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Creating Hash Indexes

Why Create a HashIndex

By creating a hash index, you can vastly improve the memory usage of your index. If you are doing equality based queries, your indexing footprint is significantly reduced. As an example, previously when you created an index that contained string fields, copies of the strings were included in the index. By using hash indexes, we ensure that indexed expressions are canonicalized and stored in the index as pointers to the PDX objects lying in the region. In internal test cases we have seen improvements in the 30% range depending on the keys and data being used.

Note: Your performance results may vary depending on the keys and data being indexed.

Performance Considerations

The performance of put operations when using a hash index should be comparable to other indexes or slightly slower. Queries themselves are expected to be slightly slower due to the implementation of hash index and the cost of recalculating the key on request, which is the trade-off for the space savings that using a hash index provides.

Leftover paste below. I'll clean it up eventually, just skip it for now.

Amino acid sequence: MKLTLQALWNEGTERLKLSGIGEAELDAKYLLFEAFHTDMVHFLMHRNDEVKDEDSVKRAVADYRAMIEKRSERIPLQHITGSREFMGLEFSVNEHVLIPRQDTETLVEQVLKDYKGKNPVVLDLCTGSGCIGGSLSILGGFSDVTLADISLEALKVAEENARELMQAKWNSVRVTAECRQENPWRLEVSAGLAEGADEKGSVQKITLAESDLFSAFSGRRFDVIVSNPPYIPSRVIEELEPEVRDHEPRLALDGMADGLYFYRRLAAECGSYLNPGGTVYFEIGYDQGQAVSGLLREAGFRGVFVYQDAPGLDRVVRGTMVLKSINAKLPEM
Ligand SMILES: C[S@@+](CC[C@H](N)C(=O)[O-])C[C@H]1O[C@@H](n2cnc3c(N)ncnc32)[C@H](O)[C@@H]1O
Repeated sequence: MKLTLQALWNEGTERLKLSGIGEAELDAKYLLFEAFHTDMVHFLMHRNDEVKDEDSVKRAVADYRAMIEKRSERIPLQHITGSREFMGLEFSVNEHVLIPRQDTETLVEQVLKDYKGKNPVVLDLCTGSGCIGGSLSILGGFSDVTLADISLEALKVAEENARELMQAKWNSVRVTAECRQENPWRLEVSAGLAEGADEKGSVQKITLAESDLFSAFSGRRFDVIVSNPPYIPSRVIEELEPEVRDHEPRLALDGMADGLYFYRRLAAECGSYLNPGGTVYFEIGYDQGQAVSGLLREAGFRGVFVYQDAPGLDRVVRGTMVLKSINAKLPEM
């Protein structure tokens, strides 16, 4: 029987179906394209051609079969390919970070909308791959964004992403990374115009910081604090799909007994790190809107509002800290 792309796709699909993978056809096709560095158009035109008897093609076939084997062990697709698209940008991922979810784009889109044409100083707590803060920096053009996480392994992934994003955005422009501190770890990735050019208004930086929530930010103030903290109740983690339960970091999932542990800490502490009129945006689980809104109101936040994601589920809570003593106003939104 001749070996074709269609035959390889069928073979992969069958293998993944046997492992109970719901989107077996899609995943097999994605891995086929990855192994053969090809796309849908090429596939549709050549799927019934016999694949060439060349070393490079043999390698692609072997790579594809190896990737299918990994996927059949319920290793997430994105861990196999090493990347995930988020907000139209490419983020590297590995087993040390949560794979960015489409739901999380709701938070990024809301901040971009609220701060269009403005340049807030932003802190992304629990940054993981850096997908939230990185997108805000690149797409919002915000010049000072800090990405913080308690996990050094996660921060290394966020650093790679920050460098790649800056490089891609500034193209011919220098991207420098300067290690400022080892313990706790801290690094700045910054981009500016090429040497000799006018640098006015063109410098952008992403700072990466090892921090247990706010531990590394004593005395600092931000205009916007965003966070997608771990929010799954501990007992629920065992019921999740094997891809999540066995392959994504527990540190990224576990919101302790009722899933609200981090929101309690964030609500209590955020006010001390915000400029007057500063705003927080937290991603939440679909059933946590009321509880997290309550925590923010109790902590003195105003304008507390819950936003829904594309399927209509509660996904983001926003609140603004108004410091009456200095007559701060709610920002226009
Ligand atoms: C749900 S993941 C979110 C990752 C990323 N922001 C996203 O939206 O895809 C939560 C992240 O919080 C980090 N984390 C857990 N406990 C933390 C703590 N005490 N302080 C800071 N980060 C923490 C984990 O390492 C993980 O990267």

Limitations

The following limitations must be considered when creating hash indexes:
  • You can only use hash indexes with equals and not equals queries.
  • Hash index maintenance will be slower than the other indexes due to synchronized add methods.
  • Hash indexes cannot be maintained asynchronously. If you attempt to create a hash index on a region with asynchronous set as the maintenance mode, an exception will be thrown.

Examples of Creating a Hash Index

Using the Java API:
QueryService qs = cache.getQueryService();
 qs.createHashIndex("myHashIndex", "mktValue", "/exampleRegion");
Using gfsh:
gfsh> create index --name=myHashIndex --expression=mktValue --region=/exampleRegion
Using cache.xml:
<region name=exampleRegion>
 <region-attributes . . . >
 </region-attributes>
 <index name="myHashIndex" from-clause="/exampleRegion p" expression="p.mktValue" type="hash"/>
 ...
</region>